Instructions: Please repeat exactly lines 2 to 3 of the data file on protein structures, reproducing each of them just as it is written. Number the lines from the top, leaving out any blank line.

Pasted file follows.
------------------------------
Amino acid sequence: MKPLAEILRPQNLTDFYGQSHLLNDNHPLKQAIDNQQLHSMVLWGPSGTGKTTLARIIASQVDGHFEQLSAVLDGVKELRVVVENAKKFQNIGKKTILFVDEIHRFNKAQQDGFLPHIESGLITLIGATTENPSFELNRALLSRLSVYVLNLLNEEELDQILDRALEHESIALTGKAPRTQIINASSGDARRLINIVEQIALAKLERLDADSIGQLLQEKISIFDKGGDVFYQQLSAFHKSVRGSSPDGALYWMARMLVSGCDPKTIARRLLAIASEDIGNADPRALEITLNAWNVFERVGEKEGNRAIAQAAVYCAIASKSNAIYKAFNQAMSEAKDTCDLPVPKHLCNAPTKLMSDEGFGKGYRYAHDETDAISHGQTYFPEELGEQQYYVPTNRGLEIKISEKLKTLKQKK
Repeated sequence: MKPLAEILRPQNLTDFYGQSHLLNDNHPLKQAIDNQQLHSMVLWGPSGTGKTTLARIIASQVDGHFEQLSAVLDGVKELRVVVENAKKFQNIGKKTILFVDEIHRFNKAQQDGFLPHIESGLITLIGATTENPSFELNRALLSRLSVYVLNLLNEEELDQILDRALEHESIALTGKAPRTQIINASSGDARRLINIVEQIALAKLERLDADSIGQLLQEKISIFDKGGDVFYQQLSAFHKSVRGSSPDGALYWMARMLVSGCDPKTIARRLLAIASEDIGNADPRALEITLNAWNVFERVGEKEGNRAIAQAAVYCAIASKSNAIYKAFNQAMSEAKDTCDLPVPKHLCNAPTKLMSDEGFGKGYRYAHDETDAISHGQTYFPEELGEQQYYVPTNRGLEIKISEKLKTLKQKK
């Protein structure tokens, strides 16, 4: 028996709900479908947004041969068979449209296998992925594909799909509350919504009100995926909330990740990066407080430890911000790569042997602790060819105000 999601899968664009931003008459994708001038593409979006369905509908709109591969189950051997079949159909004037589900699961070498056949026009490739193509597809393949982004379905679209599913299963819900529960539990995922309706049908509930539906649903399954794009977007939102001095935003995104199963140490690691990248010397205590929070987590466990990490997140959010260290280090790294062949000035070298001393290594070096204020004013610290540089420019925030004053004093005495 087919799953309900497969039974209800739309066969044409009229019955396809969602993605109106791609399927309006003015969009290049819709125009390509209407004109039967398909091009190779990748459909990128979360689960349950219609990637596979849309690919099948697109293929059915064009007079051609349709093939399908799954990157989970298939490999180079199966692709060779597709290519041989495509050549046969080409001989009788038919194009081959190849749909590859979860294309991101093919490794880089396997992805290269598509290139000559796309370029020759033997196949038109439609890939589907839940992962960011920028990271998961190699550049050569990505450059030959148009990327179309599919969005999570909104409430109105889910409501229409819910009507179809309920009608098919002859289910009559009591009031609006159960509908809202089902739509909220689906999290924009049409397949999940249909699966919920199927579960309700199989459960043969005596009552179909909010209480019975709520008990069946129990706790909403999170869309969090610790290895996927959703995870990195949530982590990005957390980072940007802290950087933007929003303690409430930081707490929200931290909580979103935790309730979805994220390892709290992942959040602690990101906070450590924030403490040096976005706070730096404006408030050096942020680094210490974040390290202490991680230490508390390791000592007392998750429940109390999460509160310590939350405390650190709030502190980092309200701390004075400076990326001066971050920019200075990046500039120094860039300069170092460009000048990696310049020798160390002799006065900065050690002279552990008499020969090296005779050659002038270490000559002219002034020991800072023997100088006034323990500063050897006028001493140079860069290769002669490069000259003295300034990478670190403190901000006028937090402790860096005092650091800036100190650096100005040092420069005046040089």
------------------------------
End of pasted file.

Repeated sequence: MKPLAEILRPQNLTDFYGQSHLLNDNHPLKQAIDNQQLHSMVLWGPSGTGKTTLARIIASQVDGHFEQLSAVLDGVKELRVVVENAKKFQNIGKKTILFVDEIHRFNKAQQDGFLPHIESGLITLIGATTENPSFELNRALLSRLSVYVLNLLNEEELDQILDRALEHESIALTGKAPRTQIINASSGDARRLINIVEQIALAKLERLDADSIGQLLQEKISIFDKGGDVFYQQLSAFHKSVRGSSPDGALYWMARMLVSGCDPKTIARRLLAIASEDIGNADPRALEITLNAWNVFERVGEKEGNRAIAQAAVYCAIASKSNAIYKAFNQAMSEAKDTCDLPVPKHLCNAPTKLMSDEGFGKGYRYAHDETDAISHGQTYFPEELGEQQYYVPTNRGLEIKISEKLKTLKQKK
């Protein structure tokens, strides 16, 4: 028996709900479908947004041969068979449209296998992925594909799909509350919504009100995926909330990740990066407080430890911000790569042997602790060819105000 999601899968664009931003008459994708001038593409979006369905509908709109591969189950051997079949159909004037589900699961070498056949026009490739193509597809393949982004379905679209599913299963819900529960539990995922309706049908509930539906649903399954794009977007939102001095935003995104199963140490690691990248010397205590929070987590466990990490997140959010260290280090790294062949000035070298001393290594070096204020004013610290540089420019925030004053004093005495 087919799953309900497969039974209800739309066969044409009229019955396809969602993605109106791609399927309006003015969009290049819709125009390509209407004109039967398909091009190779990748459909990128979360689960349950219609990637596979849309690919099948697109293929059915064009007079051609349709093939399908799954990157989970298939490999180079199966692709060779597709290519041989495509050549046969080409001989009788038919194009081959190849749909590859979860294309991101093919490794880089396997992805290269598509290139000559796309370029020759033997196949038109439609890939589907839940992962960011920028990271998961190699550049050569990505450059030959148009990327179309599919969005999570909104409430109105889910409501229409819910009507179809309920009608098919002859289910009559009591009031609006159960509908809202089902739509909220689906999290924009049409397949999940249909699966919920199927579960309700199989459960043969005596009552179909909010209480019975709520008990069946129990706790909403999170869309969090610790290895996927959703995870990195949530982590990005957390980072940007802290950087933007929003303690409430930081707490929200931290909580979103935790309730979805994220390892709290992942959040602690990101906070450590924030403490040096976005706070730096404006408030050096942020680094210490974040390290202490991680230490508390390791000592007392998750429940109390999460509160310590939350405390650190709030502190980092309200701390004075400076990326001066971050920019200075990046500039120094860039300069170092460009000048990696310049020798160390002799006065900065050690002279552990008499020969090296005779050659002038270490000559002219002034020991800072023997100088006034323990500063050897006028001493140079860069290769002669490069000259003295300034990478670190403190901000006028937090402790860096005092650091800036100190650096100005040092420069005046040089």